Canada will require banks and insurance companies to provide disclosures on their climate-related risks and exposures beginning in 2024, according to the federal government’s newly released Budget 2022. The budget also outlines over $9 billion in proposed funding to address climate change, and plans for a new green bond offering in the upcoming year.
The new reporting requirements mark the first step for the country towards a broader set of mandatory climate disclosures, and follows mandate letters sent by Prime Minister Justin Trudeau late last year to cabinet ministers directing them to move towards a system of reporting based on the Task Force on Climate-related Financial Disclosures (TCFD). Regulators and legislators in several countries have introduced plans to require companies and financial institutions to report on climate matters, including the U.S. SEC’s new proposed rules unveiled in March, and the UK government last year.
According to Canada’s new budget, Canada’s financial regulator OSFI will require federally regulated financial institutions to publish climate disclosures aligned with the TCFD framework beginning in 2024, stating that it will use a “phased-in” approach for the requirements. Federally regulated entities in Canada include all of the country’s banks, as well as insurance companies, and federally incorporated or registered trust and loan companies, among others.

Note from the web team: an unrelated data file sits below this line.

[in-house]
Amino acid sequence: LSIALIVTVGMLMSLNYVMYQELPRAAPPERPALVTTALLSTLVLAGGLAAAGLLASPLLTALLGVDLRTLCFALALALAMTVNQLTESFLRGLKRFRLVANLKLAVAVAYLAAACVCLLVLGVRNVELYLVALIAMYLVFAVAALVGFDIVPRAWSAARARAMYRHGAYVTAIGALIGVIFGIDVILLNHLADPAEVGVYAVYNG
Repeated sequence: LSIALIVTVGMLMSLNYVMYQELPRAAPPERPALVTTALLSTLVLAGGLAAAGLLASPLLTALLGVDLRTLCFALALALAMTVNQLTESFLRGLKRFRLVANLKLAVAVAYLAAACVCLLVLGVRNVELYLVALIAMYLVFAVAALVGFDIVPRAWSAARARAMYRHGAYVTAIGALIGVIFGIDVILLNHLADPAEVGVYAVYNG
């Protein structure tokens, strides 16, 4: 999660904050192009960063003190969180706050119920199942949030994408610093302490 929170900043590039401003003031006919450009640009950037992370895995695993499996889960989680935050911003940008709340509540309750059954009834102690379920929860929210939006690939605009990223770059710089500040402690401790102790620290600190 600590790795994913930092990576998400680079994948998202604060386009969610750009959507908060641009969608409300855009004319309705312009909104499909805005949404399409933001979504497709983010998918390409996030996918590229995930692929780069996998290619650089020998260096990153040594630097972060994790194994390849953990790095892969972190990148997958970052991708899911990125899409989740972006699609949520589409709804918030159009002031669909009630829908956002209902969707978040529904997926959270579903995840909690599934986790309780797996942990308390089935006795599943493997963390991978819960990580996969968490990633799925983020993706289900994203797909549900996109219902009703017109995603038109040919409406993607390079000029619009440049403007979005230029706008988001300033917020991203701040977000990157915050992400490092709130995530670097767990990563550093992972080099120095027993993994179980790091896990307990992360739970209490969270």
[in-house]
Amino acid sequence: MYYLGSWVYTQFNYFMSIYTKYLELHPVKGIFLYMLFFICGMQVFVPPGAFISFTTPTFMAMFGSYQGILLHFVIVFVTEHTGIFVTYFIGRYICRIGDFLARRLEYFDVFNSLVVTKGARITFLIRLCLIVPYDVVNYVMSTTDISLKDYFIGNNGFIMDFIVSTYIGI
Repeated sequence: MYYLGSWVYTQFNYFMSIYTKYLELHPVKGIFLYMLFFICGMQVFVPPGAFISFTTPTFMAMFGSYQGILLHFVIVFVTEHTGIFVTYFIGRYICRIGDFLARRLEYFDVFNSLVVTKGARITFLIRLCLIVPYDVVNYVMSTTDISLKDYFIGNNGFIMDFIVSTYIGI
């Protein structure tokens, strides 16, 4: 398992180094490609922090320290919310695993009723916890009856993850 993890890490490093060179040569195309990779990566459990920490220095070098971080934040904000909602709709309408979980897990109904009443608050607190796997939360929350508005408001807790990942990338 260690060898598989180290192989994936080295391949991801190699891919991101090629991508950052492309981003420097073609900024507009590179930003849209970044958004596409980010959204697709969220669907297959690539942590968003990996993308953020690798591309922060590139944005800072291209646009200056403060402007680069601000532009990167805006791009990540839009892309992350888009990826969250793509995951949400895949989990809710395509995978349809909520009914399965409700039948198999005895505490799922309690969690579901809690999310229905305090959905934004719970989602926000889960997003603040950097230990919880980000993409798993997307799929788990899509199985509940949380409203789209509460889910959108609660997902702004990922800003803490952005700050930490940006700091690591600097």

While the rules do not yet apply to other companies, OSFI will also expect the financial institutions to collect and assess information on climate risks and emissions from their clients, and the budget notes that the government is committed to move towards mandatory TCFD reporting “across a broad spectrum of the Canadian economy.” The government also expects to require ESG disclosures from federally regulated pension plans.
The budget also outlines plans for over $9 billion in proposed climate-related funding, in line with Canada’s recently released 2030 climate plan. Key areas of investment include over $3 billion to support zero emissions vehicles (ZEV), including purchase incentives and EV charging build-out, more than $1 billion for green buildings and homes, as well as investments in renewable energy, clean agriculture technology, and nature-based climate solutions.
Additionally, the budget includes plans for $5 billion in green bond issuance over the next year. Canada completed its inaugural sovereign green bond offering last month, raising $5 billion to help finance the country’s investments in green infrastructure and other climate and environmental protection-related projects.